Here is a peak at some of my favorite pages.
The occasional use of bold red type emphasizes important moments in the Lovings' story.

Alko's description of the community in which the Lovings grew up (Central Point, Virginia) captures its diversity in a way that the students could relate - "where people of every shade from the color of chamomile tea to summer midnight made their homes." 
The joy that Mildred felt is evident here.  

Selina and Sean have captured so much in body language, attire, and expression here.

Light, shadow, color, and expressions make this scene resonate.

The detail on the dresser is very cool, but also effectivly draws the eye toward Mildred's expression.

Again, effective use of color and style of print to emphasize the key ideas.

The diversity of the crowd protesting is important. The times they were a-changin'.

The story comes to a close where it began, with the Lovings happily back home in Virginia.


We had a powerful discussion after reading the story. The fourth graders are in the midst of a unit on the Civil Rights Movement, so this was a particularly fitting time to share this book. Part of the students' work is to put the events into a timeline and into a broader historical perspective. Last week we read Separate is Never Equal. Both of the books help the students to see how individual people can effect change as well as how individual states were slowly changing their laws before the country as a whole did.

On a separate note, I did stop when reading the page in the book describing Richard and Mildred. I explained to the students that I wish that instead of saying "he didn't see differences," it talked about the qualities that Richard loved about Mildred. I think seeing differences is okay, it's what we do with what we see that is important. We are each unique and should recognize and accept what makes us each who we are. This minor and personal preference aside, I think this important book helps bring a greater understanding to the struggles of those who came before.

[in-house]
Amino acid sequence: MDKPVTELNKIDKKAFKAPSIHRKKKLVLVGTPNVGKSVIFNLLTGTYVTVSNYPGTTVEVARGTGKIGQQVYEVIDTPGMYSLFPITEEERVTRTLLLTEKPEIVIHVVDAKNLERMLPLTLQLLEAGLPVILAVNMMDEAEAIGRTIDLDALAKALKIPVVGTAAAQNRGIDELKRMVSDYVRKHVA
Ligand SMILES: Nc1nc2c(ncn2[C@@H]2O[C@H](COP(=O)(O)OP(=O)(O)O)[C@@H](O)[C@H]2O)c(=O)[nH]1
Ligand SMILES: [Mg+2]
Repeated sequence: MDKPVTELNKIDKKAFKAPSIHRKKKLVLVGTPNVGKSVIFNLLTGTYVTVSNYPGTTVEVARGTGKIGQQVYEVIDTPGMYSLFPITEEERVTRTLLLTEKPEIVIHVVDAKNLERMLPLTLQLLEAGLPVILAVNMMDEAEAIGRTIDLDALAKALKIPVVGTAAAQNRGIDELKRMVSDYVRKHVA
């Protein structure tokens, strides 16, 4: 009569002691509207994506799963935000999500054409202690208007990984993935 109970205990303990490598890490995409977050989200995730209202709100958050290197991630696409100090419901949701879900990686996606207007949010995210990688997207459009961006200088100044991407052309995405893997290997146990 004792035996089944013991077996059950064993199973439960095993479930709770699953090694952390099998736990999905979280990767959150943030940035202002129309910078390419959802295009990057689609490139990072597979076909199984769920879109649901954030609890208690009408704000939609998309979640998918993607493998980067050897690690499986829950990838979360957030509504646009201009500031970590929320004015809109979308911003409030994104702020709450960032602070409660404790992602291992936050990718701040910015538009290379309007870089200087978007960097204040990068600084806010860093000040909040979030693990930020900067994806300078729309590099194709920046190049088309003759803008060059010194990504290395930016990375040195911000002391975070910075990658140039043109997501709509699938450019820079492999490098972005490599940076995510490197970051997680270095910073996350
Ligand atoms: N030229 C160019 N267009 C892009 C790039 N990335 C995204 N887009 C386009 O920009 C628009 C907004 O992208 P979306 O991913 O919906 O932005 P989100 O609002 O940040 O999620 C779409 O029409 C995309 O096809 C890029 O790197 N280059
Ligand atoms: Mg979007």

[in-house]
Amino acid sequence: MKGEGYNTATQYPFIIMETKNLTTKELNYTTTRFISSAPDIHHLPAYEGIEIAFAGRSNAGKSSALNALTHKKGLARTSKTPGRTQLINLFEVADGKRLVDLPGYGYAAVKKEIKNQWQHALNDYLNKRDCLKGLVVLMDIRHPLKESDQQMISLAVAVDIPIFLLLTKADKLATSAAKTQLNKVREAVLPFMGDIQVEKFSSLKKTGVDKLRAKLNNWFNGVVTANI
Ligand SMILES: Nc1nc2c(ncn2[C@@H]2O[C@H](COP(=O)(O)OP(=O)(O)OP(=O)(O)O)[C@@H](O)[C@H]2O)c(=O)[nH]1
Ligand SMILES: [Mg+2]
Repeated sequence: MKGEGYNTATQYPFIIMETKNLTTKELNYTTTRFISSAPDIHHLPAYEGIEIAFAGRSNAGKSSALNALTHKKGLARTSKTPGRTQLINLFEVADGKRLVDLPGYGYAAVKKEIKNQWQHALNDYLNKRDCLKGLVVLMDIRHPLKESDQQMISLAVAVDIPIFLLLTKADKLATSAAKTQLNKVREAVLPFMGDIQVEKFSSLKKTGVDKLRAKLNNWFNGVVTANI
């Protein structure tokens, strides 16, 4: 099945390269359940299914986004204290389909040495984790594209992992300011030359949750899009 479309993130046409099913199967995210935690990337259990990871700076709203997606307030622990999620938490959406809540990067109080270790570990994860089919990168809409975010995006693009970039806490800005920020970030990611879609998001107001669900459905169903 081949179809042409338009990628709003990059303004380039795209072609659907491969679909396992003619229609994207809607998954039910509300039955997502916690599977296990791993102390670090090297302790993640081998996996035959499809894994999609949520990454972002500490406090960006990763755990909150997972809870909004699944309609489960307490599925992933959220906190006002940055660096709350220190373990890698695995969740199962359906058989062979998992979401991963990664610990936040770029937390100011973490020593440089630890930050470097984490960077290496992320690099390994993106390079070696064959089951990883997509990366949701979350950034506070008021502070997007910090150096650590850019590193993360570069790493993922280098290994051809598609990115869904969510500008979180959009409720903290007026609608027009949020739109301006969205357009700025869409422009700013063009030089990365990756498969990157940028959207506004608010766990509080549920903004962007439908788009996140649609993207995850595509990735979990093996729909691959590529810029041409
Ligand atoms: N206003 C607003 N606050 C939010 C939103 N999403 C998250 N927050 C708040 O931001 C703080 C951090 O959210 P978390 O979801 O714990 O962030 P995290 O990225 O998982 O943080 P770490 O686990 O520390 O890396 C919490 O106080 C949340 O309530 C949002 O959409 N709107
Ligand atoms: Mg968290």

ReedALOUD: Barbed Wire Baseball

My fifth graders and I read Barbed Wire Baseball by Marissa Moss and illustrated by Yuko Shimizu.

Here's a synopsis from Abrams: "As a boy, Kenichi “Zeni” Zenimura dreams of playing professional baseball, but everyone tells him he is too small. Yet he grows up to be a successful player, playing with Babe Ruth and Lou Gehrig! When the Japanese attack Pearl Harbor in 1941, Zeni and his family are sent to one of ten internment camps where more than 110,000 people of Japanese ancestry are imprisoned without trials. Zeni brings the game of baseball to the camp, along with a sense of hope.

This true story, set in a Japanese internment camp during World War II, introduces children to a little-discussed part of American history through Marissa Moss’s rich text and Yuko Shimizu’s beautiful illustrations. The book includes author and illustrator notes, archival photographs, and a bibliography."

Moss deftly delivers any subject matter and here she does not disappoint. This is a readable, moving, and in-depth look at one man's story.  Shimizu's illustrations are powerful and resonant. Her depiction of of setting, expressive faces, and use of color ensure that the story will be remembered after the book is closed.




The fifth graders are in the midst of a unit on resilience. They are learning about how characters demonstrate social, emotional and physical resilience. The book gave ample opportunities to talk about resilience. In addition, one of the books they read is Journey Home by Yoshiko Uchida, a fictionalized account of a family's experience in a Japanese internment camp in WWII. Having a few students who have read about the internment camps helped deepen the conversation. 
An unexpected bonus in reading the excellent author and illustrator notes at the back was hearing both of these people refer to their intensive and extensive research. My students are also in the midst of a Colonial America research project where they are developing their own thick questions and trying to find the answers. This is hard work and to be able to show them this real-world example was powerful.